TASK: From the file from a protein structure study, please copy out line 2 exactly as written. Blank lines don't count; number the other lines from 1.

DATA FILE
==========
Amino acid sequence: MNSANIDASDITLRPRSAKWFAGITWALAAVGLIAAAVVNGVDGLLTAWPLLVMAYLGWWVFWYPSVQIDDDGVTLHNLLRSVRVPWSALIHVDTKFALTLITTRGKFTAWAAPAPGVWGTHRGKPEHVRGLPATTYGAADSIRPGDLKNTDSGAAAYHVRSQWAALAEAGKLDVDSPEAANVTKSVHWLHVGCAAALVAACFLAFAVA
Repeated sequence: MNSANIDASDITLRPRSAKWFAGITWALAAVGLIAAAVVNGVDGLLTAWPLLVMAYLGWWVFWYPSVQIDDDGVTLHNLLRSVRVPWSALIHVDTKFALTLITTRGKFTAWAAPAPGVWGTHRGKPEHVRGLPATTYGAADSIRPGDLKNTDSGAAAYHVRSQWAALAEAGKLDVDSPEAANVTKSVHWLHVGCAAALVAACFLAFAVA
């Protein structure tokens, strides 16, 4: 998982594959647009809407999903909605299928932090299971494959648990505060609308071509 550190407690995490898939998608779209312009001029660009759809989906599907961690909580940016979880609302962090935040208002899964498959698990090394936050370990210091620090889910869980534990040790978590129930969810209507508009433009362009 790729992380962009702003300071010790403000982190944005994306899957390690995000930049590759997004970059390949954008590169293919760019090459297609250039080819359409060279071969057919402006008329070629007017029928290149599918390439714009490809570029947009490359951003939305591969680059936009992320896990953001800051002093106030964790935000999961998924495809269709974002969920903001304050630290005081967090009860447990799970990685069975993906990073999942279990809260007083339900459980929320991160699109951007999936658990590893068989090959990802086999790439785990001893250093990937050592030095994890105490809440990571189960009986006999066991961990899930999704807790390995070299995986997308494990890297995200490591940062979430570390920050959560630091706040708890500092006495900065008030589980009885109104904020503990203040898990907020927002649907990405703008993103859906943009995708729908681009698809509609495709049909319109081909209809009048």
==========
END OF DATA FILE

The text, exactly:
Repeated sequence: MNSANIDASDITLRPRSAKWFAGITWALAAVGLIAAAVVNGVDGLLTAWPLLVMAYLGWWVFWYPSVQIDDDGVTLHNLLRSVRVPWSALIHVDTKFALTLITTRGKFTAWAAPAPGVWGTHRGKPEHVRGLPATTYGAADSIRPGDLKNTDSGAAAYHVRSQWAALAEAGKLDVDSPEAANVTKSVHWLHVGCAAALVAACFLAFAVA